Llewellyn v. Iowa State Commerce Commission

Annotate this Case

200 N.W.2d 881 (1972)

John W. LLEWELLYN, Plaintiff, v. IOWA STATE COMMERCE COMMISSION, Appellee, Iowa State Board of Engineering Examiners, Appellant.

No. 55020.

Supreme Court of Iowa.

September 19, 1972.

*882 Gary S. Gill, of Gill & Huscher, Des Moines, for appellant.

Daniel J. Fay, Des Moines, for appellee.

MASON, Justice.

This is a certiorari proceedings instituted by John W. Llewellyn in the Polk district court against the Iowa State Commerce Commission challenging an order of the commission granting franchises to the Iowa Power and Light Company. Iowa State Board of Engineering Examiners appeals from the order dismissing its petition of intervention and denying the writ.

The Iowa Power and Light Company filed petitions with the Iowa State Commerce Commission seeking franchises to construct, operate and maintain an electric transmission line between its Sycamore substation located near Des Moines and the south boundary of the state of Iowa. Pursuant to section 489.4, The Code, the commission set the petitions for hearing to determine the propriety of granting the franchises. At the hearing Iowa Power and Light Company introduced numerous exhibits indicating the method of construction and routing of the proposed transmission line. Llewellyn appeared at the hearing as a protestant landowner. July 24, 1969, the commission granted the petitions.

Plaintiff's petition filed January 15, 1970, asking that the commission's order be annulled included an allegation that the commission had acted illegally in granting the power company's petitions by receiving in evidence certain exhibits introduced by the company which were not certified as land surveying documents contrary to the provisions of section 114.16, The Code. This section provides in part:

"Sealsignatures of registrant.

"* * *

"All engineering documents and land surveying documents shall be dated and shall contain the following: (1) the signature of the registrant in responsible charge; (2) a certificate that the work was done by such registrant or under his direct personal supervision; and (3) the Iowa registration number or legible seal of such registrant.

"* * *."

"No agency of this state and no subdivision or municipal corporation of this state, nor any officer thereof, shall file for record or approve any engineering document or land surveying document which does not comply with this section.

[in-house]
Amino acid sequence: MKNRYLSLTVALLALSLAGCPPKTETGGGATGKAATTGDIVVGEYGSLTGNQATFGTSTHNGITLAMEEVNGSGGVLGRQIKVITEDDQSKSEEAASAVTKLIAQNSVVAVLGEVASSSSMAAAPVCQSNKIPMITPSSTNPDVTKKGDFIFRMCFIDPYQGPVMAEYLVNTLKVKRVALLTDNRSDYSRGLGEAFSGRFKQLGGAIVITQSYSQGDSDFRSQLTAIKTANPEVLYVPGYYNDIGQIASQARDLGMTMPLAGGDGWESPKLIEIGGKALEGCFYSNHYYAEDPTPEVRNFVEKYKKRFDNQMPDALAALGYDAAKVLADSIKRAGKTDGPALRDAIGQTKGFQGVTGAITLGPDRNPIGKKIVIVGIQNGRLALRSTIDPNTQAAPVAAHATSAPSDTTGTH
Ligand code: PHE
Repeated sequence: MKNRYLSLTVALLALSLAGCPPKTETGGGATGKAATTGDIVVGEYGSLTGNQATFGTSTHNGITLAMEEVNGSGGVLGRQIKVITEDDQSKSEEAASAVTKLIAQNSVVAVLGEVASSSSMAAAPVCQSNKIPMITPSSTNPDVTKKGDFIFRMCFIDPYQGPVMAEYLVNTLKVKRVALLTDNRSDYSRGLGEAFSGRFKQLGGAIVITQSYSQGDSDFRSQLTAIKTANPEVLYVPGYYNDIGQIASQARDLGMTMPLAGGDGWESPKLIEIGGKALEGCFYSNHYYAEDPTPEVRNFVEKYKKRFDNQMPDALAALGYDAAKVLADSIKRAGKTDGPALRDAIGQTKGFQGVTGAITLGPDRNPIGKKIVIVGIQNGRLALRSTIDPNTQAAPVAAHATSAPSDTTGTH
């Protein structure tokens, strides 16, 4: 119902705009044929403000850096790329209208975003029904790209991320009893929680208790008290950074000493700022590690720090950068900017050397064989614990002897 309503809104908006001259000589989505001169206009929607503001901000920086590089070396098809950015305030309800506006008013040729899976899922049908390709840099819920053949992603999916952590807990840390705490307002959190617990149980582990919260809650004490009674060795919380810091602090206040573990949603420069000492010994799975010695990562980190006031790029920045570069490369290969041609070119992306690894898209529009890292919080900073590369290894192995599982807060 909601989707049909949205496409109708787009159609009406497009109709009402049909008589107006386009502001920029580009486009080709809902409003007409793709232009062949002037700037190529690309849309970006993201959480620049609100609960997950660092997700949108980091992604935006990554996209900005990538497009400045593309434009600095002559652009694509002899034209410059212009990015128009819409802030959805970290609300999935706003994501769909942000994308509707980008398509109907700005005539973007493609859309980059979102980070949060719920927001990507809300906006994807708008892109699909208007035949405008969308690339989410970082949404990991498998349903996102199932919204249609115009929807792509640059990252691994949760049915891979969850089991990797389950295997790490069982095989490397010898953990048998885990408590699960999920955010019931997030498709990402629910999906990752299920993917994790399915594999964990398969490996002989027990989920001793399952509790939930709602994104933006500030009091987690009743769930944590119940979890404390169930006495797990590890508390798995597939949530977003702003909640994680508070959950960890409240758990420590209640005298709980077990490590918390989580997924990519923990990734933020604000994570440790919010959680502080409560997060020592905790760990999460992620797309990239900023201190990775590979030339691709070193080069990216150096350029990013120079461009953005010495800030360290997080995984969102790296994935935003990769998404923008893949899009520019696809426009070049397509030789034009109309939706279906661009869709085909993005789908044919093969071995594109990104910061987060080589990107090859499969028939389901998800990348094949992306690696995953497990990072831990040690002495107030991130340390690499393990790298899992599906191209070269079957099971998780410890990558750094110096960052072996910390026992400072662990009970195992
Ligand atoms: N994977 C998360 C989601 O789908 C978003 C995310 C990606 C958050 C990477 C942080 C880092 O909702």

"* * *."

January 21, 1970, the Board of Engineering Examiners petitioned to intervene under rule 75, Rules of Civil Procedure, alleging that the commission exhibits were filed for record and were approved by the commerce commission contrary to section 114.16, The Code, and asked that the commission order be annulled.

Rule 75, R.C.P., provides:

"Interventions. Any person interested in the subject matter of the litigation, or the success of either party to the action, or against both parties, may intervene at any time before trial begins, by joining with plaintiff or defendant or claiming adversely to both."

January 29, the commission filed resistance to the board's petition of intervention alleging in substance that intervention should be denied since the intervention as an adverse party by the board, an administrative agency of the state of Iowa, against the commission, also an administrative agency of the state of Iowa, is prohibited by section 679.19, The Code; the exclusive remedy available to the board, if any it has, is before a board of arbitration as specified in section 679.19, The Code; and the court is without jurisdiction to grant the petition of intervention.

*883 This statute provides:

"Disputes between governmental agencies. Any litigation between administrative departments, commissions or boards of the state government is prohibited. All disputes between said governmental agencies shall be submitted to a board of arbitration * * *. The decision of the board shall be final."

February 26, Llewellyn formally dismissed his cause of action.

February 27 a hearing was held with the sole matter before the court being whether the board could continue the action against defendant commission.

The trial court declared the issue before it to be whether the dispute between the board and the commission was of a type that must be submitted to arbitration under section 679.19, supra.

The court concluded that the present dispute was of a type that required submission to arbitration under section 679.19, supra, and, consequently, the board was precluded from maintaining this action at law. The court further determined that chapter 114, The Code, did not contain any provision granting authority to the board to enforce section 114.16, supra (or any other section) against a state agency that records a document not complying with chapter 114.